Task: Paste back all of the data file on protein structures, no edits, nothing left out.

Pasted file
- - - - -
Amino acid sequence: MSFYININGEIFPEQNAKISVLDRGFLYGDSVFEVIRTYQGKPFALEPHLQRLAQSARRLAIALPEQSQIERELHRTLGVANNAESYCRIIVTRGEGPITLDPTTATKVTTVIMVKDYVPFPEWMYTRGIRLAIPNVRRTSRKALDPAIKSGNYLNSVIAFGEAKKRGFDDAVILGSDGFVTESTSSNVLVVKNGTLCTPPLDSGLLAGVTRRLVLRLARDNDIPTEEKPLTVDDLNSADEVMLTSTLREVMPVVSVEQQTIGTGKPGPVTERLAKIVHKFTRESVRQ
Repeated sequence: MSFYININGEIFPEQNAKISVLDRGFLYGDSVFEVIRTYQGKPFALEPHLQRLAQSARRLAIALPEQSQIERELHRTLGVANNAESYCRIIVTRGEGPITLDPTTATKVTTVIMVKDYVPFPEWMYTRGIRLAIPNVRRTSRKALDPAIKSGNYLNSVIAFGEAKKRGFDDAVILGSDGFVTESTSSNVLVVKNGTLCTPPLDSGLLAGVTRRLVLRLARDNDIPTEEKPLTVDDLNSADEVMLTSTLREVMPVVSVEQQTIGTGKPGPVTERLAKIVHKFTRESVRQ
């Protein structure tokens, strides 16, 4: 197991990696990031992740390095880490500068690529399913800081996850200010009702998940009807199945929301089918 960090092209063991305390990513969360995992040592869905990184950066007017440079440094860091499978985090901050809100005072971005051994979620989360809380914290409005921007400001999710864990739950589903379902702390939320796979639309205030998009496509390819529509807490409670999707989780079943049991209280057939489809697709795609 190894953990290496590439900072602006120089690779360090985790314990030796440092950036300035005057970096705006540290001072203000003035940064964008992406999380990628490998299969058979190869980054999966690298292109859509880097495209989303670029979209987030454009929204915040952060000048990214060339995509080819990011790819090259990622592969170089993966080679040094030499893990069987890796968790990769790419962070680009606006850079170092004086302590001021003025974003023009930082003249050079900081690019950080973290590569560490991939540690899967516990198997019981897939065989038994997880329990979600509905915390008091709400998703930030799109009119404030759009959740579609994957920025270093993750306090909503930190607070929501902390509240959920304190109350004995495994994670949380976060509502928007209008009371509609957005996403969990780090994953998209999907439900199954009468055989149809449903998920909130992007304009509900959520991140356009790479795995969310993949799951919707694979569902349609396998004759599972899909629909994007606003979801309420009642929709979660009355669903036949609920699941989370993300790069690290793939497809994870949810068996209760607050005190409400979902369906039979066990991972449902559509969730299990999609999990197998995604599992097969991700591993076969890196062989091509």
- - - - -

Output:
Amino acid sequence: MSFYININGEIFPEQNAKISVLDRGFLYGDSVFEVIRTYQGKPFALEPHLQRLAQSARRLAIALPEQSQIERELHRTLGVANNAESYCRIIVTRGEGPITLDPTTATKVTTVIMVKDYVPFPEWMYTRGIRLAIPNVRRTSRKALDPAIKSGNYLNSVIAFGEAKKRGFDDAVILGSDGFVTESTSSNVLVVKNGTLCTPPLDSGLLAGVTRRLVLRLARDNDIPTEEKPLTVDDLNSADEVMLTSTLREVMPVVSVEQQTIGTGKPGPVTERLAKIVHKFTRESVRQ
Repeated sequence: MSFYININGEIFPEQNAKISVLDRGFLYGDSVFEVIRTYQGKPFALEPHLQRLAQSARRLAIALPEQSQIERELHRTLGVANNAESYCRIIVTRGEGPITLDPTTATKVTTVIMVKDYVPFPEWMYTRGIRLAIPNVRRTSRKALDPAIKSGNYLNSVIAFGEAKKRGFDDAVILGSDGFVTESTSSNVLVVKNGTLCTPPLDSGLLAGVTRRLVLRLARDNDIPTEEKPLTVDDLNSADEVMLTSTLREVMPVVSVEQQTIGTGKPGPVTERLAKIVHKFTRESVRQ
């Protein structure tokens, strides 16, 4: 197991990696990031992740390095880490500068690529399913800081996850200010009702998940009807199945929301089918 960090092209063991305390990513969360995992040592869905990184950066007017440079440094860091499978985090901050809100005072971005051994979620989360809380914290409005921007400001999710864990739950589903379902702390939320796979639309205030998009496509390819529509807490409670999707989780079943049991209280057939489809697709795609 190894953990290496590439900072602006120089690779360090985790314990030796440092950036300035005057970096705006540290001072203000003035940064964008992406999380990628490998299969058979190869980054999966690298292109859509880097495209989303670029979209987030454009929204915040952060000048990214060339995509080819990011790819090259990622592969170089993966080679040094030499893990069987890796968790990769790419962070680009606006850079170092004086302590001021003025974003023009930082003249050079900081690019950080973290590569560490991939540690899967516990198997019981897939065989038994997880329990979600509905915390008091709400998703930030799109009119404030759009959740579609994957920025270093993750306090909503930190607070929501902390509240959920304190109350004995495994994670949380976060509502928007209008009371509609957005996403969990780090994953998209999907439900199954009468055989149809449903998920909130992007304009509900959520991140356009790479795995969310993949799951919707694979569902349609396998004759599972899909629909994007606003979801309420009642929709979660009355669903036949609920699941989370993300790069690290793939497809994870949810068996209760607050005190409400979902369906039979066990991972449902559509969730299990999609999990197998995604599992097969991700591993076969890196062989091509």